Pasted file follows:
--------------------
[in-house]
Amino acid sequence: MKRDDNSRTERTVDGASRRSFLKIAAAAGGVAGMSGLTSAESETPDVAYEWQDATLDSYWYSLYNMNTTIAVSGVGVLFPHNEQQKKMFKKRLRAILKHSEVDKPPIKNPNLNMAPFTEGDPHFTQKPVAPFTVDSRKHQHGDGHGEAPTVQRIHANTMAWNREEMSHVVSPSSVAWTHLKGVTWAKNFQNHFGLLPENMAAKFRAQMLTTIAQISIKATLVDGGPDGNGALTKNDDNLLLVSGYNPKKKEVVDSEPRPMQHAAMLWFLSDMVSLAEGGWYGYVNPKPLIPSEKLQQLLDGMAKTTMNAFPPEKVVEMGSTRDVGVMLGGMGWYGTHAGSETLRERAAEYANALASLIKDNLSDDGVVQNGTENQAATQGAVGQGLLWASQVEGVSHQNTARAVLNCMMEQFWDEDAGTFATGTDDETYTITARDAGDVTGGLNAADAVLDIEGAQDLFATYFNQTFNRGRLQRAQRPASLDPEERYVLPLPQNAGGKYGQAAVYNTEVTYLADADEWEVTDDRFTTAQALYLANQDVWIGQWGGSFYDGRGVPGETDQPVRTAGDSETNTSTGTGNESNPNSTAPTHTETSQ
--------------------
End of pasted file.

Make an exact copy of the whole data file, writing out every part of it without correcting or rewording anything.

[in-house]
Amino acid sequence: MKRDDNSRTERTVDGASRRSFLKIAAAAGGVAGMSGLTSAESETPDVAYEWQDATLDSYWYSLYNMNTTIAVSGVGVLFPHNEQQKKMFKKRLRAILKHSEVDKPPIKNPNLNMAPFTEGDPHFTQKPVAPFTVDSRKHQHGDGHGEAPTVQRIHANTMAWNREEMSHVVSPSSVAWTHLKGVTWAKNFQNHFGLLPENMAAKFRAQMLTTIAQISIKATLVDGGPDGNGALTKNDDNLLLVSGYNPKKKEVVDSEPRPMQHAAMLWFLSDMVSLAEGGWYGYVNPKPLIPSEKLQQLLDGMAKTTMNAFPPEKVVEMGSTRDVGVMLGGMGWYGTHAGSETLRERAAEYANALASLIKDNLSDDGVVQNGTENQAATQGAVGQGLLWASQVEGVSHQNTARAVLNCMMEQFWDEDAGTFATGTDDETYTITARDAGDVTGGLNAADAVLDIEGAQDLFATYFNQTFNRGRLQRAQRPASLDPEERYVLPLPQNAGGKYGQAAVYNTEVTYLADADEWEVTDDRFTTAQALYLANQDVWIGQWGGSFYDGRGVPGETDQPVRTAGDSETNTSTGTGNESNPNSTAPTHTETSQ